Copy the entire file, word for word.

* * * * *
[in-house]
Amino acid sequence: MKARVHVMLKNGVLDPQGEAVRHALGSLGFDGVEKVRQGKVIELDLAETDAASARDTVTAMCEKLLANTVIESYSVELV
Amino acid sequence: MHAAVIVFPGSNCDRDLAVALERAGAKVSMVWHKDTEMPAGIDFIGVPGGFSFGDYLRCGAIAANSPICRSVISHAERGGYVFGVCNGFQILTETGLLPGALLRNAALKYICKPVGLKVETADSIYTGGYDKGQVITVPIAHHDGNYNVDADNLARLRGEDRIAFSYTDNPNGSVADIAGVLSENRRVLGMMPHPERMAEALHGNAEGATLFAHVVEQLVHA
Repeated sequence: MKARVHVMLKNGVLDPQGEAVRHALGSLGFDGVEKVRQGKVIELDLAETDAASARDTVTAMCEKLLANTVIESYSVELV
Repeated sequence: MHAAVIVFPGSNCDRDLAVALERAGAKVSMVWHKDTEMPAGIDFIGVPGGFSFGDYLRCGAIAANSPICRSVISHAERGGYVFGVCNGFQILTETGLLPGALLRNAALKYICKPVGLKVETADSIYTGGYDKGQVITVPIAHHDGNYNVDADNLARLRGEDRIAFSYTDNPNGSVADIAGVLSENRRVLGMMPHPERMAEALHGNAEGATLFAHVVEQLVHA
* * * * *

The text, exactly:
[in-house]
Amino acid sequence: MKARVHVMLKNGVLDPQGEAVRHALGSLGFDGVEKVRQGKVIELDLAETDAASARDTVTAMCEKLLANTVIESYSVELV
Amino acid sequence: MHAAVIVFPGSNCDRDLAVALERAGAKVSMVWHKDTEMPAGIDFIGVPGGFSFGDYLRCGAIAANSPICRSVISHAERGGYVFGVCNGFQILTETGLLPGALLRNAALKYICKPVGLKVETADSIYTGGYDKGQVITVPIAHHDGNYNVDADNLARLRGEDRIAFSYTDNPNGSVADIAGVLSENRRVLGMMPHPERMAEALHGNAEGATLFAHVVEQLVHA
Repeated sequence: MKARVHVMLKNGVLDPQGEAVRHALGSLGFDGVEKVRQGKVIELDLAETDAASARDTVTAMCEKLLANTVIESYSVELV
Repeated sequence: MHAAVIVFPGSNCDRDLAVALERAGAKVSMVWHKDTEMPAGIDFIGVPGGFSFGDYLRCGAIAANSPICRSVISHAERGGYVFGVCNGFQILTETGLLPGALLRNAALKYICKPVGLKVETADSIYTGGYDKGQVITVPIAHHDGNYNVDADNLARLRGEDRIAFSYTDNPNGSVADIAGVLSENRRVLGMMPHPERMAEALHGNAEGATLFAHVVEQLVHA